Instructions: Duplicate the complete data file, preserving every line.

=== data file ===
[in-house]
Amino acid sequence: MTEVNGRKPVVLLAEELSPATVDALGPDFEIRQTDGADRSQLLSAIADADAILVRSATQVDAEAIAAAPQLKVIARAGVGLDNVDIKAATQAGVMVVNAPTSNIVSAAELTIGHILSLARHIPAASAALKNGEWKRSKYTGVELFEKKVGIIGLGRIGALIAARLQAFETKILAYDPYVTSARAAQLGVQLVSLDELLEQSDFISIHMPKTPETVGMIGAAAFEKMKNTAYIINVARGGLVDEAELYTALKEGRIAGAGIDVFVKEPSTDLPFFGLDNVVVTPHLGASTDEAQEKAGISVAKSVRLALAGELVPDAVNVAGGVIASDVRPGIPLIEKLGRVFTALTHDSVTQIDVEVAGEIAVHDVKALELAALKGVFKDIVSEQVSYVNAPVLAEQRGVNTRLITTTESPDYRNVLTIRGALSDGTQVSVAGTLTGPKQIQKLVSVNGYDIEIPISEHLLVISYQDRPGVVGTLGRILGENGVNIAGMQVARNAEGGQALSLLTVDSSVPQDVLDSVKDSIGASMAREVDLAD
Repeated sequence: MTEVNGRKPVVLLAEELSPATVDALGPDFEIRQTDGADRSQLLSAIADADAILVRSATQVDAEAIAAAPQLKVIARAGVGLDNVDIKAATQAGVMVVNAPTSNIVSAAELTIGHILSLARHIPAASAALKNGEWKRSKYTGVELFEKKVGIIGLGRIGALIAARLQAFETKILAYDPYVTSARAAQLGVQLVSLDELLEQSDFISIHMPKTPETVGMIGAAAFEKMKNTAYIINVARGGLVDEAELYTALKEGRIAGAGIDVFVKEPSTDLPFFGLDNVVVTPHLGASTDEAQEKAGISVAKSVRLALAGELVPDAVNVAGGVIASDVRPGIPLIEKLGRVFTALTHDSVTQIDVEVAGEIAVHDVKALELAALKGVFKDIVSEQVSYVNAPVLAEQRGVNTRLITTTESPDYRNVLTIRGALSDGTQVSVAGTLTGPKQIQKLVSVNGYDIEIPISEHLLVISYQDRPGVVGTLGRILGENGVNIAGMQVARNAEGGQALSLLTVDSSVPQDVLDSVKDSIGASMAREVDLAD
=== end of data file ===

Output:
[in-house]
Amino acid sequence: MTEVNGRKPVVLLAEELSPATVDALGPDFEIRQTDGADRSQLLSAIADADAILVRSATQVDAEAIAAAPQLKVIARAGVGLDNVDIKAATQAGVMVVNAPTSNIVSAAELTIGHILSLARHIPAASAALKNGEWKRSKYTGVELFEKKVGIIGLGRIGALIAARLQAFETKILAYDPYVTSARAAQLGVQLVSLDELLEQSDFISIHMPKTPETVGMIGAAAFEKMKNTAYIINVARGGLVDEAELYTALKEGRIAGAGIDVFVKEPSTDLPFFGLDNVVVTPHLGASTDEAQEKAGISVAKSVRLALAGELVPDAVNVAGGVIASDVRPGIPLIEKLGRVFTALTHDSVTQIDVEVAGEIAVHDVKALELAALKGVFKDIVSEQVSYVNAPVLAEQRGVNTRLITTTESPDYRNVLTIRGALSDGTQVSVAGTLTGPKQIQKLVSVNGYDIEIPISEHLLVISYQDRPGVVGTLGRILGENGVNIAGMQVARNAEGGQALSLLTVDSSVPQDVLDSVKDSIGASMAREVDLAD
Repeated sequence: MTEVNGRKPVVLLAEELSPATVDALGPDFEIRQTDGADRSQLLSAIADADAILVRSATQVDAEAIAAAPQLKVIARAGVGLDNVDIKAATQAGVMVVNAPTSNIVSAAELTIGHILSLARHIPAASAALKNGEWKRSKYTGVELFEKKVGIIGLGRIGALIAARLQAFETKILAYDPYVTSARAAQLGVQLVSLDELLEQSDFISIHMPKTPETVGMIGAAAFEKMKNTAYIINVARGGLVDEAELYTALKEGRIAGAGIDVFVKEPSTDLPFFGLDNVVVTPHLGASTDEAQEKAGISVAKSVRLALAGELVPDAVNVAGGVIASDVRPGIPLIEKLGRVFTALTHDSVTQIDVEVAGEIAVHDVKALELAALKGVFKDIVSEQVSYVNAPVLAEQRGVNTRLITTTESPDYRNVLTIRGALSDGTQVSVAGTLTGPKQIQKLVSVNGYDIEIPISEHLLVISYQDRPGVVGTLGRILGENGVNIAGMQVARNAEGGQALSLLTVDSSVPQDVLDSVKDSIGASMAREVDLAD